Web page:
ingrid munro as she adapted the yunus model to empower youth in african slums to regenerate communities
paul polak because this 80 year old american has more real experience of what to do than anyone I can find
the quadir brothers because they know more digital wizards of ending poverty than anyone else I can find
paul farmer because he applies health knowhow to empower end of poverty too
neville williams. nancy wimmer, april alderdice as with muhammad yunus they developed the most exciting solar franchises I can find to end poverty
norman borlaug as his work became crop science benchmark for bottom-up food security and redesigning agricultural value chains to sustain small and natural farmers
Gaps between job creating knowledge and young people
Can anyone help make a list of the causes of this ( how locally different and similar)
The place where this challenge has been most consciously examined by educators themselves may be south africa. Back in 1999 it was decided that the country's development needed free university colleges for anyone capable of becoming a job creating entrepreneur. 15 years later : there are now 5 colleges and a recognition that there is a missing curriculum (and structure) all the way back to age 10. 14 million childrens world of teaching is now being changed and before 2020 the goal is creating 1 million jobs as a direct consequence of this change
Missing structure means that many teenagers are better off with an apprentice sandwich system rather than only schools. Its been hard for south africa to provide this because its businesses are predominantly small. So packages of swaps have needed to be offered - eg small business owners who take on apprenticeships can then get free consultancy or training from participating colleges or technology consultants
Partners in this experience include no lesser leaders than Branson and Google. My guess is there is something (not necessarily the same thing) that every country's education system can learn from this at the total value chain level that JIm Kim talks about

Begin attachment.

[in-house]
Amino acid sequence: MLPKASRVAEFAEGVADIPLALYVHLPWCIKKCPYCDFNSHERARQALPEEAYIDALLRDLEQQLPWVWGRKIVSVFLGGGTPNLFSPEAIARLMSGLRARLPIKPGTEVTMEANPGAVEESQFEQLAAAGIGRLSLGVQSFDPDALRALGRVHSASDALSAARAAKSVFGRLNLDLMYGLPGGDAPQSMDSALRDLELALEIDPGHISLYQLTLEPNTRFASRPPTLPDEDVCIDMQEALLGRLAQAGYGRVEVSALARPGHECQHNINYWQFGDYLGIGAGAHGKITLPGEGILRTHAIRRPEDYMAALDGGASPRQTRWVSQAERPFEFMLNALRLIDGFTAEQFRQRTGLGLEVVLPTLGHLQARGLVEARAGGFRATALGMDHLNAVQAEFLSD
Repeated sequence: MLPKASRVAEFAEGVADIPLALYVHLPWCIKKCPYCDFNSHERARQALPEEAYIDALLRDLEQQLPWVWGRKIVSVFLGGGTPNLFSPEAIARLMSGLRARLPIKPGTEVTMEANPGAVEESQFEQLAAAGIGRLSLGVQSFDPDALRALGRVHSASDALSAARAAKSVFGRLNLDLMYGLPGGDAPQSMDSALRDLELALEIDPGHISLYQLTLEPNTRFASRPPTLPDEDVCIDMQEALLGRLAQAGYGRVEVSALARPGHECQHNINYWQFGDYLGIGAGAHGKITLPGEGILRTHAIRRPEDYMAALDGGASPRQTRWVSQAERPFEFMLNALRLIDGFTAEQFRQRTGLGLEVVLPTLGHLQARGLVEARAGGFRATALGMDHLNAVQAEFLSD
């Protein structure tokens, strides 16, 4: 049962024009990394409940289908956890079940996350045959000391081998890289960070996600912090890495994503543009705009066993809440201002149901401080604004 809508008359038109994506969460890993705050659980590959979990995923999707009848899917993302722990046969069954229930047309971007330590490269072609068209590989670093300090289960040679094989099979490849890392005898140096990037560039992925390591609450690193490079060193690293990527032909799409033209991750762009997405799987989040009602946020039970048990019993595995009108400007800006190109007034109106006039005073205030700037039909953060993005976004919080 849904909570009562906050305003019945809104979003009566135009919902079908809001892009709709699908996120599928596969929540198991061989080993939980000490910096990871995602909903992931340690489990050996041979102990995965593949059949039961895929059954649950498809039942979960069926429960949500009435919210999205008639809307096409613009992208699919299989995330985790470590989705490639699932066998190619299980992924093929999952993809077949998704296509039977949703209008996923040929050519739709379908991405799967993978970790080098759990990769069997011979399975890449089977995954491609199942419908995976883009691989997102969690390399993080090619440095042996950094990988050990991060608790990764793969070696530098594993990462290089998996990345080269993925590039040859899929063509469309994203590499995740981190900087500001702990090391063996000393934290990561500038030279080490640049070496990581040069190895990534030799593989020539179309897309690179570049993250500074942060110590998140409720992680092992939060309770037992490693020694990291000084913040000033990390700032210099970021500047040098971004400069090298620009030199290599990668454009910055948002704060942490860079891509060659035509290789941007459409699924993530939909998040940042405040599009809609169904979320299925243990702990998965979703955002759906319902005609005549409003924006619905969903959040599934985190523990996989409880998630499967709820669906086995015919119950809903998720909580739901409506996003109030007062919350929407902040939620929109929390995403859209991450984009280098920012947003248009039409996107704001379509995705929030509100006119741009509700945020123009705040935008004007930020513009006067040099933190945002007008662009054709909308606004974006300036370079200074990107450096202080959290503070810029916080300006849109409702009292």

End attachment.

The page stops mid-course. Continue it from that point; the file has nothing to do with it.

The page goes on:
Friends and i are happy to discuss this at any time - below or at this google doc or where you suggest
washington dc 1 301 881 1655
minute 9.12 video 6 week 2 coursera change the world
HOW DO WE/YOU BUILD A SOCIAL MOVEMENT TO END POVERTY
Prof: a question from perspective of our mooc's students around the world, at the social good summit you talked about #2030now building a social movement to end extreme poverty - could you tell us a bit about the kinds of things they can do to participate in this movement and make a positive difference
One of the great privileges I have had is the chance to actually participate in social movements -probably the most notable one was the movement to increase access to treatment for people living with hiv/aids- the best part of that movement is that we started in an almost impossible situation . (Now there was an experience we had before that treating patients with drug-resistant tuberculosis. That never really turned into a movement - it was more the advocacy of a small group of people. )
But HIV treatment turned into a social movement and I really got to see what it felt like and looks like. And there are some things I would want all the students in your class to know.
Know that social movements that have a huge impact are often led by small groups of people. Example ACT UP the social movement that led to the availability of aids treatment was never more than 20 or 30 people. People think it was thousands of people but it never was- thankfully many of them are still alive today and they will tell you it was always about 20 or 30 people.
This echoes that old Margaret Mead Quote: never doubt the ability of a small group of people to change the world, in fact it the only thing that ever has. I think that is so true. So first all of the students should never doubt the ability of themselves to change the world it can happen.